most facilities—89 percent—that need to be surveyed in the current fiscal
year. Among the largest states, California and Virginia have the largest
backlogs to overcome—around 76 percent.

Despite improvement in the overall rate of ESRD facility surveys, a
significant proportion of dialysis facilities continue to operate for long
periods without inspections. For example, as of September 30, 2002, 466
facilities had not been surveyed for 6 or more years, of which 216 had not
been inspected for recertification in 9 or more years. Most of the effort to
shorten the interval between recertification surveys has focused on



Page 17                                                           GAO-04-63 Dialysis Facility Compliance
reducing the number of facilities surveyed within 3 to 6 years. (See table
1.) From fiscal year 1998 to 2000, the proportion of facilities not surveyed
for more than 6 years rose sharply (from 9.8 to 17.4 percent) and then
declined (to 11.6 percent). Those that operated 9 or more years without a
recertification survey steadily increased from 1.6 percent (53 facilities) in
fiscal year 1998 to 5.4 percent (216 facilities) in fiscal year 2002. This
aggregate result reflected highly variable survey rates across states. Four
states—California, Texas, New York, and Missouri—accounted for 174
facilities that had not been surveyed within 9 years by the end of fiscal
year 2002.

Table 1: Proportion of ESRD Facilities Recertified Within 3, 6, 9, or More Years,
Fiscal Years 1998 to 2002

                                    Percentage of facilities subject to a recertification survey
 Length of time since 

 last recertification                         1998        1999        2000        2001        2002

 survey                                   (n=3,250)   (n=3,462)   (n=3,679)   (n=3,882)   (n=4,011)

 Less than 3 years                            51.6        51.2        49.8        62.5         72.4
 3 to <6 years                                38.6        32.8        32.8        22.9         16.0
 6 to <9 years                                  8.2       13.9        14.2         10.1         6.2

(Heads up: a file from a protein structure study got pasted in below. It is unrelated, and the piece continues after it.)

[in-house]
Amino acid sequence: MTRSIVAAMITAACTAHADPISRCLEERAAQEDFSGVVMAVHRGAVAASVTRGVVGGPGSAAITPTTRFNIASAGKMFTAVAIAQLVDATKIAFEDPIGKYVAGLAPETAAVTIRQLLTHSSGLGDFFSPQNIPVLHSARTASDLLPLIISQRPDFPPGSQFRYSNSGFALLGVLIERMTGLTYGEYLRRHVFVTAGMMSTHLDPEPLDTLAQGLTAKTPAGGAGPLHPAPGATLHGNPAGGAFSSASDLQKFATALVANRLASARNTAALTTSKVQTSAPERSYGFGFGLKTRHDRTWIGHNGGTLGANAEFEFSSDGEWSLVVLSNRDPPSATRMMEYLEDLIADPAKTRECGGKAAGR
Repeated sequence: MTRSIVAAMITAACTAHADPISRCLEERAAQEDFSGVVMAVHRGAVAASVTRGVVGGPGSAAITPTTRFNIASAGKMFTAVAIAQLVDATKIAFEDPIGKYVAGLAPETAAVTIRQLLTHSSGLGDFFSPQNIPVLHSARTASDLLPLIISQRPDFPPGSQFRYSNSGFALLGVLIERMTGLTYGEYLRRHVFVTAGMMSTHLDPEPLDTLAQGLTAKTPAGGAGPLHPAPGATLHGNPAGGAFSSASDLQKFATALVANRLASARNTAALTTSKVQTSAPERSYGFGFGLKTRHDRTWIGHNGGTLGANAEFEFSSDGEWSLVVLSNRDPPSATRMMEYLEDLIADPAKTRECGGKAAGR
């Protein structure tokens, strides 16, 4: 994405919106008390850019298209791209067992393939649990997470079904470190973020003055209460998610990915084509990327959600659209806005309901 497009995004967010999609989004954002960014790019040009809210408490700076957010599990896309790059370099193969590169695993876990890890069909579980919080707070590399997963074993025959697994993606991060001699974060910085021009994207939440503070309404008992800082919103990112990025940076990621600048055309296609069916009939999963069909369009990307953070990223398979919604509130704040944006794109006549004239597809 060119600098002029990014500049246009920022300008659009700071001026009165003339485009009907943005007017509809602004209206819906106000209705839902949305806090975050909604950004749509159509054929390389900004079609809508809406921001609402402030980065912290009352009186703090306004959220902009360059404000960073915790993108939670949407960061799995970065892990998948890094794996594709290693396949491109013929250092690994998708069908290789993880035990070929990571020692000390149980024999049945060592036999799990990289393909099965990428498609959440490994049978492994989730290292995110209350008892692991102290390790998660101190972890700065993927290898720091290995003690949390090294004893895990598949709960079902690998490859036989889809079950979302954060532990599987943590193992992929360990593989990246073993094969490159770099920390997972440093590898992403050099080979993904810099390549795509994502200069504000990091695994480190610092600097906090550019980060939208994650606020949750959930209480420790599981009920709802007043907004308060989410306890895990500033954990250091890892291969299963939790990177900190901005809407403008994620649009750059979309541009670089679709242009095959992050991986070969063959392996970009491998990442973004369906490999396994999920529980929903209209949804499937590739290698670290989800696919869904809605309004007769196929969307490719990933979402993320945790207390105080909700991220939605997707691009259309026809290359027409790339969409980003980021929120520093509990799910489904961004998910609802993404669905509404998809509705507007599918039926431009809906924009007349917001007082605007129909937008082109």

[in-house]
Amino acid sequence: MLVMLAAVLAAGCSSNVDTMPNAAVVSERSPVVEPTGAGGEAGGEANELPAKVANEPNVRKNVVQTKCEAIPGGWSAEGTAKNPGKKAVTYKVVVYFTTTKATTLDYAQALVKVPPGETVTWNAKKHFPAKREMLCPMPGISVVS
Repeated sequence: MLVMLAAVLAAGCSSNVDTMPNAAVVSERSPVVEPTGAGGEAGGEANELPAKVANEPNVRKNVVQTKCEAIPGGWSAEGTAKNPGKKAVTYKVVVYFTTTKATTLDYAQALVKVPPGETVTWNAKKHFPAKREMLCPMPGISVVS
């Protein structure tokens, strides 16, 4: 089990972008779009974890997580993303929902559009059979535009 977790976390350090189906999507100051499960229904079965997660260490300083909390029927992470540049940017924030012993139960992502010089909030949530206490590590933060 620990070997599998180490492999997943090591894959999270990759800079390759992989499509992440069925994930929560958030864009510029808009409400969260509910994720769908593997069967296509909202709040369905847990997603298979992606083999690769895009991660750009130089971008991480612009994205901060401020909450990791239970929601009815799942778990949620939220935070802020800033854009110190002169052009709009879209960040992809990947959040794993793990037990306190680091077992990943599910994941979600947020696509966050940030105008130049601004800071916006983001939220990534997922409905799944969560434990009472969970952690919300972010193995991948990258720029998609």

9 or more years                                1.6         2.1         3.2         4.4         5.4

Source: GAO analysis of CMS OSCAR data.



State agencies have to balance their efforts to meet survey workload goals
for ESRD facilities against the demands on inspection staff to meet other
CMS survey requirements. In particular, state agencies are required to
inspect nursing homes every 15 months,17 intermediate care facilities for
the mentally retarded (ICF/MR) at least annually, and home health
agencies at least once every 3 years. In its letter to state agencies on fiscal
year 2003 program requirements and budget guidelines for survey
activities, CMS made inspections of dialysis facilities and nine other types
of providers lower in inspection priority, behind nursing homes, ICF/MRs,
and home health agencies.18 ESRD recertifications also received lower



17
 The statewide average interval between standard surveys must be 12 months or less. See
42 C.F.R. § 488.308(b).
18
 Department of Health and Human Services, CMS, memorandum from the Director, Survey
and Certification Group, “Fiscal Year (FY) 2003 State Survey and Certification Budget Call
Letter — ACTION,” July 2, 2002.




Page 18                                                    GAO-04-63 Dialysis Facility Compliance
                     priority than investigation of complaints filed against all types of
                     providers.19 CMS officials asserted that they provide the state survey
                     agencies with sufficient resources to fulfill expectations across all
                     provider types. Nonetheless, several state officials we spoke with reported
                     difficulty in meeting all of these expectations, especially those
                     experiencing substantial growth in ESRD facilities in their states. They
                     indicated that, given the relatively low priority assigned to ESRD
                     recertifications, they would most likely cope by adjusting the number of
                     dialysis facilities inspected.


Lack of Surveyor     Even when facilities are inspected, some surveyors may be more adept
Specialization May   than others at identifying quality problems. Because dialysis treatment is